Feathers MXML internals: abstracting away Starling initialization

In Starling projects, we need a startup class that extends flash.display.Sprite or flash.display.MovieClip. In this class, we create a starling.core.Starling instance, and we set up behavior for things like resizing the view port and pausing our app or game when it goes into the background. For many projects, this class looks mostly the same. When I create a new project, I usually just copy the startup class from an existing project and modify it to pass in a different Starling root class. It would be ideal if I could simply abstract this bootstrap code away instead.

Flex applications require a significant amount of bootstrapping code too. We don’t deal with any of it, though, because the Flex SDK compiler abstracts much of it away. We can simply create a simple MXML file extending spark.components.Application:

<?xml version="1.0" encoding="utf-8"?>
<s:Application xmlns:fx="http://ns.adobe.com/mxml/2009" 

However, behind the scenes, a Flex SWF starts up with an mx.managers.SystemManager instance as the root display object. The spark.components.Application instance isn’t the root. It’s a child. Once the SWF fully loads and the Flex framework is ready, the SystemManager instantiates the Application and adds it to the display list.

You don’t need to worry about this bootstrapping code in Flex because the spark.components.Application class defines the following metadata:


As long as you subclass Application this metadata will tell the compiler that your class should be included on the second frame of the SWF, and the class defined in the factoryClass should be the root display object instantiated when the SWF starts up. Once the first frame loads, the SystemManager can display a preloader while the second frame is loading. When the second frame is ready, the SystemManager instantiates the Application and adds it to the display list.

[Frame] metadata isn’t restricted to Flex applications. An ActionScript project built with the Flex SDK compiler may use [Frame] metadata too. In fact, some developers may have already used this metadata with Starling projects to create a preloader for SWFs that run in a web browser.

While it isn’t a strict requirement for supporting MXML in Feathers, I want the new project experience to be as simple Flex’s. We shouldn’t need to manually instantiate Starling and set up code to resize the view port and things. It should be part of some hidden bootstrap code. A new Feathers MXML application should look something like this:

<?xml version="1.0" encoding="utf-8"?>
<feathers:Application xmlns:fx="http://ns.adobe.com/mxml/2009" 

The upcoming Feathers MXML SDK will include a feathers.core.Application class that takes advantage of [Frame] metadata.

package feathers.core
	import feathers.controls.LayoutGroup;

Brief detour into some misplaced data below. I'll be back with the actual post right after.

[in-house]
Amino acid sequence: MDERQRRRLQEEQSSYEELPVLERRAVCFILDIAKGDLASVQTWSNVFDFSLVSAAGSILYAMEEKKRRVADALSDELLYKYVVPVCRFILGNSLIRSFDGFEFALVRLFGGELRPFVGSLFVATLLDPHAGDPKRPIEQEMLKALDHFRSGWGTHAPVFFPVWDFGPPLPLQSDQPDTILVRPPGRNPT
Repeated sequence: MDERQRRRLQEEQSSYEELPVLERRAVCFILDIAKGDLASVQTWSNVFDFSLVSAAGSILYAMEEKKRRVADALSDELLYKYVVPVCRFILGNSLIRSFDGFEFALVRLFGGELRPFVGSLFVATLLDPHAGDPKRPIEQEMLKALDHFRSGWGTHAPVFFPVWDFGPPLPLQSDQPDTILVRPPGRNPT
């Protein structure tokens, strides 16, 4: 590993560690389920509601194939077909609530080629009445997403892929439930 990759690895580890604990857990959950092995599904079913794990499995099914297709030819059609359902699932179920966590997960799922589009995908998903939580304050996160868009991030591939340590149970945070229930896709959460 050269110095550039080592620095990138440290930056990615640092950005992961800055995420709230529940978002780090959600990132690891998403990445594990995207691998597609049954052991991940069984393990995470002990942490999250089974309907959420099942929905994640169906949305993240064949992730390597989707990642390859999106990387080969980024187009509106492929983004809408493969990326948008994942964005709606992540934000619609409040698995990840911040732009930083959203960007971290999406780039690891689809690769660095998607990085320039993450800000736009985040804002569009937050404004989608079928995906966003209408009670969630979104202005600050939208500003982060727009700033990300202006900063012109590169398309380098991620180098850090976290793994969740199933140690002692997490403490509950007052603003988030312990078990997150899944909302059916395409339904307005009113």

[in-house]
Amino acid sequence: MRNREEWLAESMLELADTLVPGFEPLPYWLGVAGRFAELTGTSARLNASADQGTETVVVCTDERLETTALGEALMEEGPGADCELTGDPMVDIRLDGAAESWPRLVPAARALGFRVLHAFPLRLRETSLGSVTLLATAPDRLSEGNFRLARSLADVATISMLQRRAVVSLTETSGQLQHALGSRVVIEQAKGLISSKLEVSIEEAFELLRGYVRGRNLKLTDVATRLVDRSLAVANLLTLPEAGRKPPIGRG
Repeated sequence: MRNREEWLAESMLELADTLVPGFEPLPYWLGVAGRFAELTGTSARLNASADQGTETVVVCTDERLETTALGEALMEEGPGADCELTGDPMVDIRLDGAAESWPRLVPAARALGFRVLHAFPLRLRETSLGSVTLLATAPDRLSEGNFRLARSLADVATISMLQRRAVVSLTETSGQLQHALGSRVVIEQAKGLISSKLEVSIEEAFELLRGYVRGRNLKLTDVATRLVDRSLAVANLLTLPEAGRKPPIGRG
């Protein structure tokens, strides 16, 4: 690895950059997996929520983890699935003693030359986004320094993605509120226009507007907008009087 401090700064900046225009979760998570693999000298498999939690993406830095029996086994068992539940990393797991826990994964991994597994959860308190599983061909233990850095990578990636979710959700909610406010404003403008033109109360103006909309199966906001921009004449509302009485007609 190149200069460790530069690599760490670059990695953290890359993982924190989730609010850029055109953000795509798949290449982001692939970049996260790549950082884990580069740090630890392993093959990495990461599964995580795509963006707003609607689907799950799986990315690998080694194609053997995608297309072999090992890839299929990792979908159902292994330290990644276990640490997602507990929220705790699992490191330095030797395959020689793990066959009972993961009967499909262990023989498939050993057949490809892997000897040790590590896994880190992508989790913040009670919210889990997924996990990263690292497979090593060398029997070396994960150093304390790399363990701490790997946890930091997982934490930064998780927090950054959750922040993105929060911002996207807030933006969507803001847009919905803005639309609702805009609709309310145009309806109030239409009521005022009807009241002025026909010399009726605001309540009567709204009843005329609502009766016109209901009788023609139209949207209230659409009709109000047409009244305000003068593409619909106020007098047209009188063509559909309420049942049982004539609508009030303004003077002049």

public class Application extends LayoutGroup
		public function Application()
			this.autoSizeMode = LayoutGroup.AUTO_SIZE_MODE_STAGE;

All the bootstrapping happens behind the scenes in this feathers.core.StarlingBootstrap class, which serves a similar purpose as the Flex SystemManager. However, instead of initializing the Flex framework, it sets up Starling instead. It passes our subclass of feathers.core.Application to Starling to use as the root class. It listens for the native stage Event.RESIZE to resize the Starling view port and stage. It looks just like any normal startup class for a Starling project. Not much different than Starling’s Scaffold_Mobile sample or the Feathers ComponentsExplorer example.

The main difference between StarlingBootstrap and other startup classes is that StarlingBootstrap must have a method named info(). The compiler generates a subclass of StarlingBootstrap and overrides info() to make it return an object with a number of properties. This object stores things like the name of the Starling root class and, optionally, a Feathers theme. You can see a slightly simplified example of this generated subclass below:

public class _MyFeathersApp_feathers_core_StarlingBootstrap
	extends feathers.core.StarlingBootstrap
	public function _MyFeathersApp_feathers_core_StarlingBootstrap()

	private var _info:Object;

	override public function info():Object
		if (!_info)
			_info = {
				rootClassName: "MyFeathersApp",
				themeClassName: "feathers.themes.MetalWorksDesktopTheme"
		return _info;

You can see that our main class was named MyFeathersApp. A string representation is stored in the rootClassName property returned by the info() function. StarlingBootstrap uses getDefinitionByName() to access the Class:

var rootClassName:String = info()["rootClassName"];
var rootClass:Class = Class(getDefinitionByName(rootClassName));

Once it has the Class reference, StarlingBootstrap can pass it to Starling to instantiate when Stage 3D is ready. The compiler will automatically ensure that MyFeathersApp is compiled into the SWF, even though it is not strictly imported here.